The film also manages to feel fresh by jettisoning a number of characters from the previous films, such as Rip Torn’s Agent Z and that talking Pug, although some have blink and you’ll miss them cameos. This allows a group of new characters to be shown off, primarily Agent O played by the lovely Emma Thompson in the present and the equally lovely Alice Eve in the past. Agent O plays a role of possible love interest for K in the past and also another potential reason for his miserly demeanour. Another new character is a fourth dimensional being called Griffen (Michael Stuhlbarg) who manages to be that rare (for modern films) form of comic relief that doesn’t grate or annoy and also isn’t a horrible racial stereotype. He actually brings a little heart and Zen to the film with his discussions of what is, was and could be. Both these characters are infinitely more likeable than a talking dog or whatever those little spindly alien things were in the last two films. This is because they are characters and not punchlines. More films should realise this.

His rhymes be bottomless.

His rhymes be bottomless.

A lot of the strengths this entry has over the previous film can likely be put down to the long gestation period the film’s production went through. The film’s plot was originally suggested to Sonnenfeld by Will Smith during the filming of Men in Black 2. Years of difficulties between the studio, Sony Pictures, and Sonnenfeld likely helped lead to the much more well rounded core story. The screenplay was written by Etan Cohen who may not have built up a resume of entirely great works but has, on occasion, shown signs of real quality, as seen in Idiocracy and Tropic Thunder. The film is undoubtedly a Sonnenfeld story though as it’s filled with a focus on a dysfunctional family group (as in the father-son relationship between J and K) set within an unusual world. He’s never been a particularly thought provoking director but when it comes to fun adventures he does nail it quite often. We just won’t mention Wild Wild West or RV.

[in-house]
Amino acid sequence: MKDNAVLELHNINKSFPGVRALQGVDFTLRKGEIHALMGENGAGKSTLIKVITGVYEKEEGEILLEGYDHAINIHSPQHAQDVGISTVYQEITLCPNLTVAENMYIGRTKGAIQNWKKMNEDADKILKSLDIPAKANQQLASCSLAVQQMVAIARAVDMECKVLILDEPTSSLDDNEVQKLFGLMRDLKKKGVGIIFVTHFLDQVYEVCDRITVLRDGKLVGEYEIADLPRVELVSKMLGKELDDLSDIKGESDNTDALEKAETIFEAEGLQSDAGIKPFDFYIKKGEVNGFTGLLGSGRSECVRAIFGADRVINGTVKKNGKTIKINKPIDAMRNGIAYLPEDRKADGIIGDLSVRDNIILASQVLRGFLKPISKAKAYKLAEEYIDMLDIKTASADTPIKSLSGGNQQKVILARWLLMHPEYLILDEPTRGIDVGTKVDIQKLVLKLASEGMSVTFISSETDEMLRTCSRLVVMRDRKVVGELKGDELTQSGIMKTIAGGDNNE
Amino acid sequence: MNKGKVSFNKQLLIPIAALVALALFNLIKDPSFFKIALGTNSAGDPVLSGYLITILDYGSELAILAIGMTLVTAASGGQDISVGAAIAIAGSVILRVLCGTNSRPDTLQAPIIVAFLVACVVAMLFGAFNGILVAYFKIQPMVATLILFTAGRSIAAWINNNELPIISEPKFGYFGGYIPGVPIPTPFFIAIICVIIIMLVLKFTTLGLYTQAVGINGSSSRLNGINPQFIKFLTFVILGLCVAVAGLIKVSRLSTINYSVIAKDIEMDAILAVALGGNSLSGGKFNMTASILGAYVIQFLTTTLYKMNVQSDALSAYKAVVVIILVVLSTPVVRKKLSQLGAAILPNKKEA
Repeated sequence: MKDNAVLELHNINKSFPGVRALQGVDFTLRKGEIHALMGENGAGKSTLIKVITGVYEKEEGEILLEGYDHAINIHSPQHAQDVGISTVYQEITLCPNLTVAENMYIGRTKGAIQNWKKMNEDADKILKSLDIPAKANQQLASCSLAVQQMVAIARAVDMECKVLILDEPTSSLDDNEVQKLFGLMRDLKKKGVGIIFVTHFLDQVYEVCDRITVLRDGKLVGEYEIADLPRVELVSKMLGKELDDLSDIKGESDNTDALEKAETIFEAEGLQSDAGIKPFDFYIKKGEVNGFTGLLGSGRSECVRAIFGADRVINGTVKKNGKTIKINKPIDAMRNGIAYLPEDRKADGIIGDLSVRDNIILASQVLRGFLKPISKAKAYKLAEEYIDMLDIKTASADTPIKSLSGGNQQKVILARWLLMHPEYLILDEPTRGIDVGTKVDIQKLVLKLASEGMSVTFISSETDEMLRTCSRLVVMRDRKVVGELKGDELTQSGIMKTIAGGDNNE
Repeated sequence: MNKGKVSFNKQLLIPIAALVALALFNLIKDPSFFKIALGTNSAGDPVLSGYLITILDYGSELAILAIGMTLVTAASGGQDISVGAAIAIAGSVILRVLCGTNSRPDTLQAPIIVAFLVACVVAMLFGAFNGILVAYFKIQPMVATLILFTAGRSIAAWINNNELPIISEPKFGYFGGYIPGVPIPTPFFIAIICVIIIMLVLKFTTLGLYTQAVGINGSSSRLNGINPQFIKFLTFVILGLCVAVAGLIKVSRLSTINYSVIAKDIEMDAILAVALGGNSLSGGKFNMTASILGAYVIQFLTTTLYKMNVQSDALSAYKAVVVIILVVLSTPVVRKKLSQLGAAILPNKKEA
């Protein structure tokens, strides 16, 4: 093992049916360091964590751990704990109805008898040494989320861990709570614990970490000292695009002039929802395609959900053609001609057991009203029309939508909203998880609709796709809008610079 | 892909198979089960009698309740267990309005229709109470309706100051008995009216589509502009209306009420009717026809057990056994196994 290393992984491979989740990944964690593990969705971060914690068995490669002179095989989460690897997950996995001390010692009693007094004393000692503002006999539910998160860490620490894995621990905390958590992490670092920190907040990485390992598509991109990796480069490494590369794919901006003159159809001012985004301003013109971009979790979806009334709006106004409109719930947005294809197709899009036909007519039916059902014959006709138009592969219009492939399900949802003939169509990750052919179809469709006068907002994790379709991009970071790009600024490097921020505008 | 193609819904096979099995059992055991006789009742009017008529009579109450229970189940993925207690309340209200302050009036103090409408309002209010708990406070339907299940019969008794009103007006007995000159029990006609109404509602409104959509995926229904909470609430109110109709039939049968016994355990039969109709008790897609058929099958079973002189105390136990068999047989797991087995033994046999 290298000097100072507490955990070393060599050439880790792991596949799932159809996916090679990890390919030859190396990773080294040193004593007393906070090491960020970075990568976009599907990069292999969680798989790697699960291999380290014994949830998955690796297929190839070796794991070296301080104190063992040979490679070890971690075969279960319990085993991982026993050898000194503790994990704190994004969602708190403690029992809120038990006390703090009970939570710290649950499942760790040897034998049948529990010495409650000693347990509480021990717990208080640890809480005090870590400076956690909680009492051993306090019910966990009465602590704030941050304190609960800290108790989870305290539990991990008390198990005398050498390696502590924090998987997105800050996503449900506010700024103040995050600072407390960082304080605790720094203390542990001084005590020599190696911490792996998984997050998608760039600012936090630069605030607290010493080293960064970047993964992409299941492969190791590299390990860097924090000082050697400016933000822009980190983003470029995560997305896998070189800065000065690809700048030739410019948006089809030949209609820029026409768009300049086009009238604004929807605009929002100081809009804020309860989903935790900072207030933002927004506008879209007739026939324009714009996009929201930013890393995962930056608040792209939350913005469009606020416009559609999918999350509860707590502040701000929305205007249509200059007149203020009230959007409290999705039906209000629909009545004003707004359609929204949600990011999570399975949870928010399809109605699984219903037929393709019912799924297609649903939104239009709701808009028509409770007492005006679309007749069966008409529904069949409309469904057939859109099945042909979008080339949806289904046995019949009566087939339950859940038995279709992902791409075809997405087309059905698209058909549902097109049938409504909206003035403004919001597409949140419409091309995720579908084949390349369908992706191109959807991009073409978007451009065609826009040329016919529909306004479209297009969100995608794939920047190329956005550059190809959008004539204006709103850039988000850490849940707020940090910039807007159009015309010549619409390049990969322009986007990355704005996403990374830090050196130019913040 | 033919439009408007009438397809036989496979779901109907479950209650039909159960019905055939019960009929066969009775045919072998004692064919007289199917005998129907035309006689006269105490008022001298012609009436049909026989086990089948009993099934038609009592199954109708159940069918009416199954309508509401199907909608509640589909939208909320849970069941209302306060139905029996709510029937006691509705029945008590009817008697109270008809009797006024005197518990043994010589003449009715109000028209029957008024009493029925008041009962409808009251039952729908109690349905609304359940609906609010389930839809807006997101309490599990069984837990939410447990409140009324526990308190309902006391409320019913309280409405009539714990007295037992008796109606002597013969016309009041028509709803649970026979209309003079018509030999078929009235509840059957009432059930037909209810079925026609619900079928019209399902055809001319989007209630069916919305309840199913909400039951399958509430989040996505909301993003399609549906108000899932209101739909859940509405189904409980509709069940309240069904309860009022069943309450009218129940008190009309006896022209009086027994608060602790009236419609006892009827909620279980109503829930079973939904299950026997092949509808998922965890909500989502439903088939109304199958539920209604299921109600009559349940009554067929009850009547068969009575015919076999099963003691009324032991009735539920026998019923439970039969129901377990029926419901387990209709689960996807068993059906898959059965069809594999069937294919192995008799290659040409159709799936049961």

Men in Black 3 managed to be a fair bit more enjoyable than I maybe went in expecting it to be. I can’t quite figure out how it cost so much to make, maybe it was money spent on all the feather dusters needed to keep the MiB headquarters looking all pristine. It’s not a particularly bold film either. But it shows a lot of restraint compared to many blockbuster films these days. A repercussion of K’s death is the invasion of Earth, made possible due to K never establishing a defence grid around the Earth. This is barely shown in the present scenes which is a smart move. A big alien invasion plot would have distracted from the character elements at the core of the story. All we needed to see was that that threat existed and would be a cost of a potential failure by J. So whilst this film isn’t going to blow your mind grapes to pieces it should at least entertain and provide you with a satisfying character focused story that manages to understand that the appeal of Men In Black isn’t so much the weird aliens as it is the predicaments and interactions the two leads get tangled up in. Worth a watch, even if you disliked the second film.

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About lvl54spacemonkey

Just a dude who likes movies and games and has delusions of working in one of those industries. Write screenplays and work on short films in my spare time. Most of which never get finished. View all posts by lvl54spacemonkey